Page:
The COVID-19 pandemic disrupted so many aspects of our lives, but one of the worst affected was our jobs and careers.
Many were left unemployed, furloughed or made redundant, while others found their career goals swiftly coming to a halt.
Now, it’s important to note that gaps on your CV as a result of lockdown aren’t something that you need to disguise or hide, as future employers will usually be sympathetic in these uncertain times.
However, you want your CV to showcase you in the best light possible. Therefore, it might need a little rescuing and some TLC after the pandemic.
So below, we’ve put together a few ways you can inject some life back into your CV this year.
Add your new lockdown hobbies
During the pandemic, most people found themselves at home a lot more than usual and with more free time on their hands than ever before. This led to people taking up new hobbies such as learning new languages, starting up a blog or learning to play an instrument.
So, providing you have room to include this on your CV, add a dedicated section that outlines any new hobbies you have. This is particularly beneficial if these hobbies are directly related to your career path or if you actually started up a side hustle to help you make some extra cash during lockdown.
Show the recruiter that you continued to learn
Another way that a lot of people spent their time during the pandemic was retraining, spending more time online or taking online courses. If you fit into this category, be sure to add any new qualifications you gained or courses that you took to your education section.
And if you’re still waiting to get your career back on track, it’s never too late to take an online course, even now.
This section could also include any educational books you read, webinars you watched or virtual events you attended, as long as these are related to your chosen industry and career.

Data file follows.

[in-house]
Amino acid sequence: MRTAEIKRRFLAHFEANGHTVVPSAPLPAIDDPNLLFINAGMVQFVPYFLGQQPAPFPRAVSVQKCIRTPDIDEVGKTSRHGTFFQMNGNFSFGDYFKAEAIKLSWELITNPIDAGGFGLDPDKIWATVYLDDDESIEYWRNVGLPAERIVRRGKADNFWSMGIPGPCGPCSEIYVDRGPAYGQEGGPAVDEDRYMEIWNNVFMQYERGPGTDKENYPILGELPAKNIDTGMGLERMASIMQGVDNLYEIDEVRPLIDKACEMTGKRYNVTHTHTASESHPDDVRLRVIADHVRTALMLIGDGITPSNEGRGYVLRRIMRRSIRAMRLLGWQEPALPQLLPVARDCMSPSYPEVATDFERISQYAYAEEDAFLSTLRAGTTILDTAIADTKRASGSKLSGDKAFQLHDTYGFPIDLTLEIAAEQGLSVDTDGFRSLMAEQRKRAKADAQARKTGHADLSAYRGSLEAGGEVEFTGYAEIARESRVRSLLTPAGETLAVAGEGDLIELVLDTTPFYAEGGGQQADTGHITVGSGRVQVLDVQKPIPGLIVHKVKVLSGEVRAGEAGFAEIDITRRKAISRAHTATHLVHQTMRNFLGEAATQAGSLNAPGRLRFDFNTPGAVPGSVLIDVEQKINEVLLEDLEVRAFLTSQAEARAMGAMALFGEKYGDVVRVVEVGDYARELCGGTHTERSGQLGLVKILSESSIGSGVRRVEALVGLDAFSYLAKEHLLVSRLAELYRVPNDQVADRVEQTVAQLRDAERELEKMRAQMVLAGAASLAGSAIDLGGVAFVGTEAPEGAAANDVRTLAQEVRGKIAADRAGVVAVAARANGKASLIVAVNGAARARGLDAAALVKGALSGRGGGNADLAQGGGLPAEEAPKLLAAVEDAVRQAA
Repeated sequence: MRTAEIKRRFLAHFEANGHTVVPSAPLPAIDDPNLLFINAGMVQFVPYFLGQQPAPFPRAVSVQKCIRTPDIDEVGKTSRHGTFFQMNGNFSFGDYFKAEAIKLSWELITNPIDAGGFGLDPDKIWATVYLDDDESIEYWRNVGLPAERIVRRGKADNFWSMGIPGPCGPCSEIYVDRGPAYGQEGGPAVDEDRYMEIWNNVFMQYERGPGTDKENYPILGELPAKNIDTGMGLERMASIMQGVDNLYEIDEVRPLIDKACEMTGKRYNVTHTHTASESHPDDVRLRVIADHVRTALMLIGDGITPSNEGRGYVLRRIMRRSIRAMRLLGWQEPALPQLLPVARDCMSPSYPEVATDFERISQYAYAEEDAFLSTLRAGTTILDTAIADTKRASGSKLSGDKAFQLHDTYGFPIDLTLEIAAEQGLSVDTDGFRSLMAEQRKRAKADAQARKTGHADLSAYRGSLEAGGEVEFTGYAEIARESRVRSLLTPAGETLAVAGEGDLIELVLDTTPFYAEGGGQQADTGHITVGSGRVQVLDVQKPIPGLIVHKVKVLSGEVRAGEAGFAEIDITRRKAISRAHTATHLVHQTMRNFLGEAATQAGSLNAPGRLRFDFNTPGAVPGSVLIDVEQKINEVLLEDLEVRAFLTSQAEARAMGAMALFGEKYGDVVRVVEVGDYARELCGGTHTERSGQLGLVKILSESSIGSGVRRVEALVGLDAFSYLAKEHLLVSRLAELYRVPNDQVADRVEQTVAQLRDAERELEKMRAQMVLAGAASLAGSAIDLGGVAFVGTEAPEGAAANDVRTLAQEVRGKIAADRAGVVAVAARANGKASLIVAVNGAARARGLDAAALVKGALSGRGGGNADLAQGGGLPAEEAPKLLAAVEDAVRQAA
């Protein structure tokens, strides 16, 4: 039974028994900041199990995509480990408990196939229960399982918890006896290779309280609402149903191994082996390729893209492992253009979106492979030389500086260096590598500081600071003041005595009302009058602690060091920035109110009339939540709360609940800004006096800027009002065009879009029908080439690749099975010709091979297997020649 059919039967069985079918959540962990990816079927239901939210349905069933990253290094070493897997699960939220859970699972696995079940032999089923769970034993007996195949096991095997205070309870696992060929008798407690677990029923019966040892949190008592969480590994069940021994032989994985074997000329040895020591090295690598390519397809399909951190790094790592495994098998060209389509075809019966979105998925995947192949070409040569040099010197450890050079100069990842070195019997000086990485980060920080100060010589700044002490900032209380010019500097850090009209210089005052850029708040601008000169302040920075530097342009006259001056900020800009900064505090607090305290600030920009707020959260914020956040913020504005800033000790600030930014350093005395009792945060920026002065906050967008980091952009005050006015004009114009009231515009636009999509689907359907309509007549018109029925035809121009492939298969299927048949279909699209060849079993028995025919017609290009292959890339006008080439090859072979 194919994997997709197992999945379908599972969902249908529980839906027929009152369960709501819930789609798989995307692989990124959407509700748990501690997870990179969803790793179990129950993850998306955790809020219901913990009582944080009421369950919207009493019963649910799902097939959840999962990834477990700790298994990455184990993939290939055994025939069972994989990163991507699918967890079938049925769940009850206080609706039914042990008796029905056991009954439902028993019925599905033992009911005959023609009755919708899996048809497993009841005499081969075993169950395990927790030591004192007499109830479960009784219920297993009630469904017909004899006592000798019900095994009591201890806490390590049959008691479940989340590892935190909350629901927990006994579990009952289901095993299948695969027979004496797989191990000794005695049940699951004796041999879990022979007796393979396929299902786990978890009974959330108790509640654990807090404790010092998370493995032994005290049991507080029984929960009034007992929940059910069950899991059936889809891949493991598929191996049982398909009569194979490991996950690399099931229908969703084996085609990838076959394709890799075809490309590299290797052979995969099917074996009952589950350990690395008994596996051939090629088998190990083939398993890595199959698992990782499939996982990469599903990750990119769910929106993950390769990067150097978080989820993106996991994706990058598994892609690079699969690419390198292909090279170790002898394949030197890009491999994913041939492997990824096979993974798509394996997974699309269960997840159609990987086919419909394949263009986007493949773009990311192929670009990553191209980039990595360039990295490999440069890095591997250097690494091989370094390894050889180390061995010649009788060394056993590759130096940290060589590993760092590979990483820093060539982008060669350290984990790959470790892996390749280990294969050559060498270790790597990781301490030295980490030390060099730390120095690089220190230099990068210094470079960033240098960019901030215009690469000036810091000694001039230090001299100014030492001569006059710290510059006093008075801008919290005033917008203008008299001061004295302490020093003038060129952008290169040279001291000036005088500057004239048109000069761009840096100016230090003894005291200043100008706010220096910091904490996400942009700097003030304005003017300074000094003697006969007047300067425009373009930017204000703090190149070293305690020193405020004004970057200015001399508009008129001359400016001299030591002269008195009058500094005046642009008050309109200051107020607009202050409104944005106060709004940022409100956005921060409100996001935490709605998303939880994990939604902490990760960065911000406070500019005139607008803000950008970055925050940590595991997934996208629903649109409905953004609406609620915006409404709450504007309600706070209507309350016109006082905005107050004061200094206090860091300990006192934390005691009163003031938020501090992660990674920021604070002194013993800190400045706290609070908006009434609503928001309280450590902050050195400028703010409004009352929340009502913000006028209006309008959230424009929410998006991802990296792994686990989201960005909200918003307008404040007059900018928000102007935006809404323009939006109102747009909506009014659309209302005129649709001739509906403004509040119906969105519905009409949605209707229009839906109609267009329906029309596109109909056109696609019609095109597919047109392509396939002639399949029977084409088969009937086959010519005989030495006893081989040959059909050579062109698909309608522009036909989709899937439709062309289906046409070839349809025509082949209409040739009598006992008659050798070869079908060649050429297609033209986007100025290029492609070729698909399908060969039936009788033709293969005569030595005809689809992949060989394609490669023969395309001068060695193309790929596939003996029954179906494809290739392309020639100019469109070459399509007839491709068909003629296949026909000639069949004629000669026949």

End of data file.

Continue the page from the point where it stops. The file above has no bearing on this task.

Be sure to include any new skills you learned
As well as learning new skills from hobbies, you may have also had to learn to adapt to new ways of working or studying. For example, a large number of people had to adapt quickly to work remotely (from home) or taking lessons online if they were still studying.
This is likely to have given you a new set of transferable skills that are important for the jobs of the future. These could include important skills such as communication, organisation, time management, self-motivation and discipline.
Not only this, but it’s likely you had to learn to use new and important digital platforms such as Zoom, Google Docs, Dropbox and more. With employers increasingly moving towards digital ways of working and lots of roles becoming permanently remote, it’s important that you include any of these new skills on your CV, as these can make you instantly more employable.
So don’t underestimate the power of your new skills, hobbies or working styles.
When giving your CV an update, spend some time thinking about what you did during the pandemic and how this can look good on your CV.
Then, using these tips, you can rescue your CV and get your career back on track.
About the author
Andrew Fennell is the founder and director of Job Description Library, and StandOut CV, : two leading careers advice websites with a mission to help job hunters land the jobs they want. With plenty of free resources such as their CV writing guide and templates, they have everything you need to craft an interview winning CV.
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There are a number of reasons you might have taken a career break, perhaps you lost your last job, you decided to go travelling or you took some time out to raise a family. Whatever the case, a career break is nothing to be ashamed of! Despite this, we are often led to believe that taking some time out can make finding our next job difficult. While it’s true employers may be wary of big gaps on a CV, if you address your career break effectively many will look past this.
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